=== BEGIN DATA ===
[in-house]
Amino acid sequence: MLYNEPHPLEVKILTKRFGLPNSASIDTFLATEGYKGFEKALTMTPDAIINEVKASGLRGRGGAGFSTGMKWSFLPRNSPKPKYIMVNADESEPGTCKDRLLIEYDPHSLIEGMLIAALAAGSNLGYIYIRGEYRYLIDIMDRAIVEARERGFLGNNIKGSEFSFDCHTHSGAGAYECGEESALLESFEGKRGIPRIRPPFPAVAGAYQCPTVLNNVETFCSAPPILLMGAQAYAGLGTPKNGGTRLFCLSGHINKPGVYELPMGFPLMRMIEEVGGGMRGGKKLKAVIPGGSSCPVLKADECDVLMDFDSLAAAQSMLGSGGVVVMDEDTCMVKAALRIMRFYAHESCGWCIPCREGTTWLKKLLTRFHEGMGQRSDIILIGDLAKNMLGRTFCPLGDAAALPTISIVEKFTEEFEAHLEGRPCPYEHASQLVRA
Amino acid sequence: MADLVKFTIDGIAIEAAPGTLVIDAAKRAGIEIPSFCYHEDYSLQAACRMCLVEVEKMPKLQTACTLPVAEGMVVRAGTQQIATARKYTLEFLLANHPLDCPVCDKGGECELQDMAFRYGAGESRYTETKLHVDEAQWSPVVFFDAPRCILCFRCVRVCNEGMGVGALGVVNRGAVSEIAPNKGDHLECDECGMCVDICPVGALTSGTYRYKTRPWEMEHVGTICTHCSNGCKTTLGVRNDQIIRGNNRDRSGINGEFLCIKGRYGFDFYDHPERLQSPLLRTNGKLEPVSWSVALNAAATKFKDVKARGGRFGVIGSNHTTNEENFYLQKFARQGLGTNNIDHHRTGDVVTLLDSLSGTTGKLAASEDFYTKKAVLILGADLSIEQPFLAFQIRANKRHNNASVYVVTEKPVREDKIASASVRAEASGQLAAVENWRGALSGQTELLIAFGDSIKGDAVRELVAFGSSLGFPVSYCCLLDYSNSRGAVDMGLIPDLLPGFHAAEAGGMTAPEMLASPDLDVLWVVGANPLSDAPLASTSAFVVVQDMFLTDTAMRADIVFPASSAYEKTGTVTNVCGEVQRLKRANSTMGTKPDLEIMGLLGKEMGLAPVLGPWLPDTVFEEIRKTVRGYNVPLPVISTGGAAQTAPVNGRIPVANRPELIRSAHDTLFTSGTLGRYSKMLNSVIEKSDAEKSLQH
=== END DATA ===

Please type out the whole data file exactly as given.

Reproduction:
[in-house]
Amino acid sequence: MLYNEPHPLEVKILTKRFGLPNSASIDTFLATEGYKGFEKALTMTPDAIINEVKASGLRGRGGAGFSTGMKWSFLPRNSPKPKYIMVNADESEPGTCKDRLLIEYDPHSLIEGMLIAALAAGSNLGYIYIRGEYRYLIDIMDRAIVEARERGFLGNNIKGSEFSFDCHTHSGAGAYECGEESALLESFEGKRGIPRIRPPFPAVAGAYQCPTVLNNVETFCSAPPILLMGAQAYAGLGTPKNGGTRLFCLSGHINKPGVYELPMGFPLMRMIEEVGGGMRGGKKLKAVIPGGSSCPVLKADECDVLMDFDSLAAAQSMLGSGGVVVMDEDTCMVKAALRIMRFYAHESCGWCIPCREGTTWLKKLLTRFHEGMGQRSDIILIGDLAKNMLGRTFCPLGDAAALPTISIVEKFTEEFEAHLEGRPCPYEHASQLVRA
Amino acid sequence: MADLVKFTIDGIAIEAAPGTLVIDAAKRAGIEIPSFCYHEDYSLQAACRMCLVEVEKMPKLQTACTLPVAEGMVVRAGTQQIATARKYTLEFLLANHPLDCPVCDKGGECELQDMAFRYGAGESRYTETKLHVDEAQWSPVVFFDAPRCILCFRCVRVCNEGMGVGALGVVNRGAVSEIAPNKGDHLECDECGMCVDICPVGALTSGTYRYKTRPWEMEHVGTICTHCSNGCKTTLGVRNDQIIRGNNRDRSGINGEFLCIKGRYGFDFYDHPERLQSPLLRTNGKLEPVSWSVALNAAATKFKDVKARGGRFGVIGSNHTTNEENFYLQKFARQGLGTNNIDHHRTGDVVTLLDSLSGTTGKLAASEDFYTKKAVLILGADLSIEQPFLAFQIRANKRHNNASVYVVTEKPVREDKIASASVRAEASGQLAAVENWRGALSGQTELLIAFGDSIKGDAVRELVAFGSSLGFPVSYCCLLDYSNSRGAVDMGLIPDLLPGFHAAEAGGMTAPEMLASPDLDVLWVVGANPLSDAPLASTSAFVVVQDMFLTDTAMRADIVFPASSAYEKTGTVTNVCGEVQRLKRANSTMGTKPDLEIMGLLGKEMGLAPVLGPWLPDTVFEEIRKTVRGYNVPLPVISTGGAAQTAPVNGRIPVANRPELIRSAHDTLFTSGTLGRYSKMLNSVIEKSDAEKSLQH